Lesson 10: Pectoralis Major, Latissimus Dorsi and Teres Major

by Brent Brookbush DPT, PT, MS, PES, CES, CSCS, ACSM H/FS

Lesson 10: Pectoralis Major, Latissimus Dorsi and Teres Major

Study GuideQuick Reference - Pecs Lats and Teres Major

Note: If you intend to do the activities below do not open the "Study Guide" - all the answers are already filled in.  The study guide is just a quick reference tool, similar to flash cards - great for preparing for an exam.

Introduction:

In this lecture we will be discussing the Pectoralis Major, Latissimus Dorsi & Teres Major:

Etymology:

  • Pectoral (n.) early 15c., “ornament worn on the breast,” from Middle French pectoral and directly from Latin pectorale “breastplate,” noun use of neuter of adjective pectoralis (see pectoral (adj.)). – As a shortened form of pectoral muscle, attested from 1758. Slang shortening pec for this is first recorded 1966. Related: Pectorals; pecs. (Etymology Online)
  • Latissimus - From Latin lātissimus (“widest, broadest”), superlative of lātus (“wide, broad”) (Wiktionary)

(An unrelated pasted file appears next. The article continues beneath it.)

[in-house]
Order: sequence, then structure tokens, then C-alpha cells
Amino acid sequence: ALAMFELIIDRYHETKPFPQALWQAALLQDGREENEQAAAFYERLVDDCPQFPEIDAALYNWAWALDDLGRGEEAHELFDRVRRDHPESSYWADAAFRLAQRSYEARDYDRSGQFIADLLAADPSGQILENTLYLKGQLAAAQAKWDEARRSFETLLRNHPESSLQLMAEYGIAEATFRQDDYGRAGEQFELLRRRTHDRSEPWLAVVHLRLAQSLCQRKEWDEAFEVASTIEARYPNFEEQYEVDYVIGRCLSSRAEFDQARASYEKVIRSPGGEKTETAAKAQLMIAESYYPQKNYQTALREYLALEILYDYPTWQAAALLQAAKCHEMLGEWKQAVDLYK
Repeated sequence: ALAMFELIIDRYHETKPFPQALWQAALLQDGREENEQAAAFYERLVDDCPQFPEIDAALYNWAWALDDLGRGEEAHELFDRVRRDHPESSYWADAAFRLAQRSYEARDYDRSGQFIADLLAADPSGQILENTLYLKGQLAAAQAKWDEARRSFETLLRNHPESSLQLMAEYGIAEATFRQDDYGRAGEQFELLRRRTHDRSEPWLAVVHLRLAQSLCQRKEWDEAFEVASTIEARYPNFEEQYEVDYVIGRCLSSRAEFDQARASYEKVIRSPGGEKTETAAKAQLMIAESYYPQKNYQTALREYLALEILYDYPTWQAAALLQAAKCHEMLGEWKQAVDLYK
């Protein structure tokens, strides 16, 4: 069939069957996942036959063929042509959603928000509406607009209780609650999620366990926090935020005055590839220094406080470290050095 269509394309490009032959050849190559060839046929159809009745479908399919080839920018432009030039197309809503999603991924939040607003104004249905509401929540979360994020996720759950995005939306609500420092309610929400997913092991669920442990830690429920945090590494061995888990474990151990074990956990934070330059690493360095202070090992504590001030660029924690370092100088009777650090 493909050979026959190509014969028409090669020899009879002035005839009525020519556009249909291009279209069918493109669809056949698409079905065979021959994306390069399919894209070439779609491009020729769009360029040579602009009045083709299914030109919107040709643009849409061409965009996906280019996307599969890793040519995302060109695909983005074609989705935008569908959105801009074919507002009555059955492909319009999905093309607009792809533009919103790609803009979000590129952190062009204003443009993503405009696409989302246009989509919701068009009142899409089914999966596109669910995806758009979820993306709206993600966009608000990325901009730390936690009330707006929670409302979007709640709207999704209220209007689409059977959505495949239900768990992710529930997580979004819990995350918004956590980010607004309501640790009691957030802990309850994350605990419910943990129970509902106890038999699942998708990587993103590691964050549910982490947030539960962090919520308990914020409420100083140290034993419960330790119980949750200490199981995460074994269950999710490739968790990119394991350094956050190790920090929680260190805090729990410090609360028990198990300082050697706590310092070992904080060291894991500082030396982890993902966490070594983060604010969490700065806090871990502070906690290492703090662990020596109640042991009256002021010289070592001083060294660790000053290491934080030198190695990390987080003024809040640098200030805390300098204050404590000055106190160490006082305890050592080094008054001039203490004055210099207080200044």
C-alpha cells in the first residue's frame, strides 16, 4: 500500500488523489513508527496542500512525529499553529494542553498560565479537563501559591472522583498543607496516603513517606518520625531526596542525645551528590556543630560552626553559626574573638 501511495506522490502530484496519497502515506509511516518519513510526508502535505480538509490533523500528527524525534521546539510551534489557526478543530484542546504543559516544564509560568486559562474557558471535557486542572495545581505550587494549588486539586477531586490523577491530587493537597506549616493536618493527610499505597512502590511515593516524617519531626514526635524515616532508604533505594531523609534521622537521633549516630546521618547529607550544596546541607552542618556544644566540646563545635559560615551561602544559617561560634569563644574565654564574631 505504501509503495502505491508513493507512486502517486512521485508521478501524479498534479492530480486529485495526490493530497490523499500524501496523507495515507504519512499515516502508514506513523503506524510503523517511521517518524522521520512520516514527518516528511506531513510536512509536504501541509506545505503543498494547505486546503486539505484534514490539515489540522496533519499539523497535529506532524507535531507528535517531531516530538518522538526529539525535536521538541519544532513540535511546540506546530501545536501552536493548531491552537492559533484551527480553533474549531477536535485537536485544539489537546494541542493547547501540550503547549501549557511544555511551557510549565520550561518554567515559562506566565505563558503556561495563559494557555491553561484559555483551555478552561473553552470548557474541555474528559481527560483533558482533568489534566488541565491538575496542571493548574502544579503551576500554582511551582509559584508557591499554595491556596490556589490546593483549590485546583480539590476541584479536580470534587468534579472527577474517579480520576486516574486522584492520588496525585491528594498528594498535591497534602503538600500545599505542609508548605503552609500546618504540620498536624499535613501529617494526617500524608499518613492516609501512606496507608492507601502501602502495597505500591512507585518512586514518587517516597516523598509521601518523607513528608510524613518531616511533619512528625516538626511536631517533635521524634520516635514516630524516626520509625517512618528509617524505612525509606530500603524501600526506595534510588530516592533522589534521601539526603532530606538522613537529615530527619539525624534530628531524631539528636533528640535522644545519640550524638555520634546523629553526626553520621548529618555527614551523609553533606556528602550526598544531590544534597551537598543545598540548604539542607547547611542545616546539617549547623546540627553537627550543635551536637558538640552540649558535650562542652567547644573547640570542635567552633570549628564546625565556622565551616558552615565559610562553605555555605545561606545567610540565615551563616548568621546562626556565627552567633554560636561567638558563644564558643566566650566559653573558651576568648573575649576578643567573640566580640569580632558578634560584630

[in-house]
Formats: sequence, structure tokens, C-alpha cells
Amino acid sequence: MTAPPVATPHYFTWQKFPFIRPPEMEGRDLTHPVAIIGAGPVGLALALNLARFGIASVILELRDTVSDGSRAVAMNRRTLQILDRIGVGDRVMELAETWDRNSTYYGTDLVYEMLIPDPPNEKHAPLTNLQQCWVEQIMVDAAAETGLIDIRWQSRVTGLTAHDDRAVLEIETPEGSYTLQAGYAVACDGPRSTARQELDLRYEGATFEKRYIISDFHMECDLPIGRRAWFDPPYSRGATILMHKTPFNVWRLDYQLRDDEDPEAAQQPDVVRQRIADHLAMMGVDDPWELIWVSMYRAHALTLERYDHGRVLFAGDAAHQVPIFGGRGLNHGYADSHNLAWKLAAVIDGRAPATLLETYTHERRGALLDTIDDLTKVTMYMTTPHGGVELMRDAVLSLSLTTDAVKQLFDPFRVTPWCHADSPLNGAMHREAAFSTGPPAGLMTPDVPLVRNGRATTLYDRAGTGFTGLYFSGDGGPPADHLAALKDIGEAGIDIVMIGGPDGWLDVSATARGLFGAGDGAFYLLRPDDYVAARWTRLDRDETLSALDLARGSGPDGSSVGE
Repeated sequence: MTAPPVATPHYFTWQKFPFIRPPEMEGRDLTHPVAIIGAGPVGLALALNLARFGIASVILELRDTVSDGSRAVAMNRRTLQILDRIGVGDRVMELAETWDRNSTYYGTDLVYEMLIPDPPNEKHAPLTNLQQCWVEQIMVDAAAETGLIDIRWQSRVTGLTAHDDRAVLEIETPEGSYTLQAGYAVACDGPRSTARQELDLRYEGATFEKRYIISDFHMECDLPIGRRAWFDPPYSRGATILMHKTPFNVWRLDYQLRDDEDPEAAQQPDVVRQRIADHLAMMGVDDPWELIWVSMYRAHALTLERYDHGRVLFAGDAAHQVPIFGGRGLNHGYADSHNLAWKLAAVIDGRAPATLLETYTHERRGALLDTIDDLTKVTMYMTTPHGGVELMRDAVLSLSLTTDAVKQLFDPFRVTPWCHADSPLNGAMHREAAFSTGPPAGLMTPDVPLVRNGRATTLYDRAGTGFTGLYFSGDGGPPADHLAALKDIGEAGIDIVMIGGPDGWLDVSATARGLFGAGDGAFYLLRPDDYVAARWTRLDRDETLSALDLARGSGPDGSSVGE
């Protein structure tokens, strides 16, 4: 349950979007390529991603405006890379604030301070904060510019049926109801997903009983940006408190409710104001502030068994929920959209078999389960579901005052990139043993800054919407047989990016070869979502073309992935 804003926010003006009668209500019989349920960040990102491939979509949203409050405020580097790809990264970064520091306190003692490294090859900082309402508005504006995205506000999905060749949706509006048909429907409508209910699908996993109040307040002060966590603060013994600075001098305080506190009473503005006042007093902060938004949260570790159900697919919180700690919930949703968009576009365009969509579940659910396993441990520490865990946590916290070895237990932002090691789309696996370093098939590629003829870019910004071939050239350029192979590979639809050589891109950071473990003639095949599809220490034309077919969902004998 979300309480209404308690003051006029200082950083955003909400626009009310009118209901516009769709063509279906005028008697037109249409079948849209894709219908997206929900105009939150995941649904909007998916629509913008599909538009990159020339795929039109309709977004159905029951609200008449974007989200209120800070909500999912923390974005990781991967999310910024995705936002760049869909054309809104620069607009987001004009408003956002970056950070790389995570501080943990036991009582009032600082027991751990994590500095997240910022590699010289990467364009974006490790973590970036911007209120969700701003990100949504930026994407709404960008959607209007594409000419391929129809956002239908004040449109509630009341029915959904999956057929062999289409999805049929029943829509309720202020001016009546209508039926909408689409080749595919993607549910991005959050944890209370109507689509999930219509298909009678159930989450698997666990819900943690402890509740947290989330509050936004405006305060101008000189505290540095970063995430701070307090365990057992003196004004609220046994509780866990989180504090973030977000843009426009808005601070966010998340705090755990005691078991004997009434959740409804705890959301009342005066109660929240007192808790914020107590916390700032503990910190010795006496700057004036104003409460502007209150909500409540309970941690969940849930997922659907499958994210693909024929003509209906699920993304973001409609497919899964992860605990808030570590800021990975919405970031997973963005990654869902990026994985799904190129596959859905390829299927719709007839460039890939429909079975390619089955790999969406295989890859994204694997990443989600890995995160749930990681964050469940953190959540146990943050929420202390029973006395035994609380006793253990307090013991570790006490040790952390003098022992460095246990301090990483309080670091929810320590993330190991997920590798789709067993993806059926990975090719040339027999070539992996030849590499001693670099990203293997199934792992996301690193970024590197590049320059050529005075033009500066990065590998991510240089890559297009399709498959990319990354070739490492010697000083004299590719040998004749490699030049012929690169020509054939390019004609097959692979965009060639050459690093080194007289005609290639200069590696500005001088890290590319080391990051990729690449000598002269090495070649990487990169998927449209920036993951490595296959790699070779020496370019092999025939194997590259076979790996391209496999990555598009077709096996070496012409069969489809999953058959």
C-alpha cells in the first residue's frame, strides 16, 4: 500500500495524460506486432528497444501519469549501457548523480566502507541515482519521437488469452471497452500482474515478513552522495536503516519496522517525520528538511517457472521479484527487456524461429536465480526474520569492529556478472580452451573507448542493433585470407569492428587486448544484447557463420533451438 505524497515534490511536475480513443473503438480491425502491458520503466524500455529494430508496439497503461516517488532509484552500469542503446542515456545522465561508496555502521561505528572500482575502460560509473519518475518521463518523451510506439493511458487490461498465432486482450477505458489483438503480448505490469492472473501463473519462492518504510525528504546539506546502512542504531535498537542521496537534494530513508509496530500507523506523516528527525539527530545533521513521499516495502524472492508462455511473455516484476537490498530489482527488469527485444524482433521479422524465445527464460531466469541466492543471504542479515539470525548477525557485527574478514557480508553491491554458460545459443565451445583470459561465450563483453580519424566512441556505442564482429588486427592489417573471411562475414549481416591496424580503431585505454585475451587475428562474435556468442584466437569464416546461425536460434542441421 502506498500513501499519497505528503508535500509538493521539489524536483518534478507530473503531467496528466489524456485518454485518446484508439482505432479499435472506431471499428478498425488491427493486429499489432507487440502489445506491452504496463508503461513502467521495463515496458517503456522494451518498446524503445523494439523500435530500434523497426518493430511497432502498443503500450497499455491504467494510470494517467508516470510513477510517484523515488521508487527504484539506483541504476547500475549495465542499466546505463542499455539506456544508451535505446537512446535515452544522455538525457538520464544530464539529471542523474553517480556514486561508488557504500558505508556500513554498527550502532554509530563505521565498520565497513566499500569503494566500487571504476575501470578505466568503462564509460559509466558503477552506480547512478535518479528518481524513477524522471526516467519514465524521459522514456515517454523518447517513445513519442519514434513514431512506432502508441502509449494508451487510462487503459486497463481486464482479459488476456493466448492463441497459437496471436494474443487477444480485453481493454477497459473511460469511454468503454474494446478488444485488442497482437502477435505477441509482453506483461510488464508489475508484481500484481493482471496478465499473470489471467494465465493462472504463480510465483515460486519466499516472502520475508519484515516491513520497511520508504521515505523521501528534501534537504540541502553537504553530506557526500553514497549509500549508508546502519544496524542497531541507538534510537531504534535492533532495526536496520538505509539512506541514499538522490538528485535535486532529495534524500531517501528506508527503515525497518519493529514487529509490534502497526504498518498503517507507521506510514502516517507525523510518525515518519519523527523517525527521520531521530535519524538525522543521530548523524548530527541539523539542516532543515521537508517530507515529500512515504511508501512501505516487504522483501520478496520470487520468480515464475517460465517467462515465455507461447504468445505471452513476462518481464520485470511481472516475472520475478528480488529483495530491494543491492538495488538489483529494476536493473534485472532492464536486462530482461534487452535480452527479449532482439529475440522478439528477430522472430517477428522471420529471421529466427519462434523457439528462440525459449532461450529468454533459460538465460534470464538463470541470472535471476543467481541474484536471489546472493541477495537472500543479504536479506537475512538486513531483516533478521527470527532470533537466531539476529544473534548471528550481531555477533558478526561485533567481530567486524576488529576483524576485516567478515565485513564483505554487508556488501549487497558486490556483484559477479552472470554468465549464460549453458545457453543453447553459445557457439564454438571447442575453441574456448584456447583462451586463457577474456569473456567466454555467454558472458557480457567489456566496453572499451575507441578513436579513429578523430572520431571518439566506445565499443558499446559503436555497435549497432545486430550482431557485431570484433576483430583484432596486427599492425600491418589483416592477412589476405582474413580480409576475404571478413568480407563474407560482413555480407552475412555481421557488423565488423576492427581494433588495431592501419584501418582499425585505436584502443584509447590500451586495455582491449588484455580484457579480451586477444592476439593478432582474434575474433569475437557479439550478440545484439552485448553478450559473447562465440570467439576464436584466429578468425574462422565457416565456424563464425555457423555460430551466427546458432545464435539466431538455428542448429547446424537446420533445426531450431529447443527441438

• Dorsidorsal (adj.) early 15c., from Old French dorsal (14c.) or directly from Medieval Latin dorsalis, corresponding to Latin dorsualis "of the back," from dorsum "back," of uncertain origin. (Etymology Online)
  • Teres - of latin origin referring to "round" or "cylindrical" (Wikipedia)
  • Majormajor (adj.) c.1300, from Latin maior (earlier *magjos), irregular comparative of magnus "large, great" (see magnate). (Etymology Online)

What joint do these muscles cross?

These muscles originate on the axial skeleton (except the Teres Major which originates on the lateral border of the scapula) and insert into the bicipital groove of the anterior humeral head.  These muscles cross the shoulder (glenohumeral joint) and assist in motion of the arm.  Although they may have an indirect role on scapular motion, in